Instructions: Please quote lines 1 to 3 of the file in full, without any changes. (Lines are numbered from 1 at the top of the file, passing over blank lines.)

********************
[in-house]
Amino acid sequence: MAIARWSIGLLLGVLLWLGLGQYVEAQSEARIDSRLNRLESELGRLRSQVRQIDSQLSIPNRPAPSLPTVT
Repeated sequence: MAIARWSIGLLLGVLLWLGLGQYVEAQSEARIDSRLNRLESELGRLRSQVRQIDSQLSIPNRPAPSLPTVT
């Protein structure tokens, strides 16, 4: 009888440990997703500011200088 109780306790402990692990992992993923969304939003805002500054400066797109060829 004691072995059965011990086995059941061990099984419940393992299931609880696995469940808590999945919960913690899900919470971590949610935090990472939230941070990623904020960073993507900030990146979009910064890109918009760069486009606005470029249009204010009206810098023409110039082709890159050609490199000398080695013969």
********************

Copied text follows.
[in-house]
Amino acid sequence: MAIARWSIGLLLGVLLWLGLGQYVEAQSEARIDSRLNRLESELGRLRSQVRQIDSQLSIPNRPAPSLPTVT
Repeated sequence: MAIARWSIGLLLGVLLWLGLGQYVEAQSEARIDSRLNRLESELGRLRSQVRQIDSQLSIPNRPAPSLPTVT